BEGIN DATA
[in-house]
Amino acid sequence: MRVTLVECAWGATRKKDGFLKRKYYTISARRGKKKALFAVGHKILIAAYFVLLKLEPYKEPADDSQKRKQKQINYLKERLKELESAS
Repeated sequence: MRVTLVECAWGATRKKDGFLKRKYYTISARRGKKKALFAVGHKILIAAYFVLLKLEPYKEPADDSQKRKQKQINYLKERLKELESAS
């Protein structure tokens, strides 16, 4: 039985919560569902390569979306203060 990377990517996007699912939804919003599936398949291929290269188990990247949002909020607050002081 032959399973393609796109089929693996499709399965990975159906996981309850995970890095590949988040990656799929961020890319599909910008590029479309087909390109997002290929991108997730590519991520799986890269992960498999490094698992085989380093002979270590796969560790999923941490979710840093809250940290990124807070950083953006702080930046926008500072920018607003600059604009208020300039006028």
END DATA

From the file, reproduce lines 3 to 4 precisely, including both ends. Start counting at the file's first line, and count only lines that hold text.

Repeated sequence: MRVTLVECAWGATRKKDGFLKRKYYTISARRGKKKALFAVGHKILIAAYFVLLKLEPYKEPADDSQKRKQKQINYLKERLKELESAS
């Protein structure tokens, strides 16, 4: 039985919560569902390569979306203060 990377990517996007699912939804919003599936398949291929290269188990990247949002909020607050002081 032959399973393609796109089929693996499709399965990975159906996981309850995970890095590949988040990656799929961020890319599909910008590029479309087909390109997002290929991108997730590519991520799986890269992960498999490094698992085989380093002979270590796969560790999923941490979710840093809250940290990124807070950083953006702080930046926008500072920018607003600059604009208020300039006028």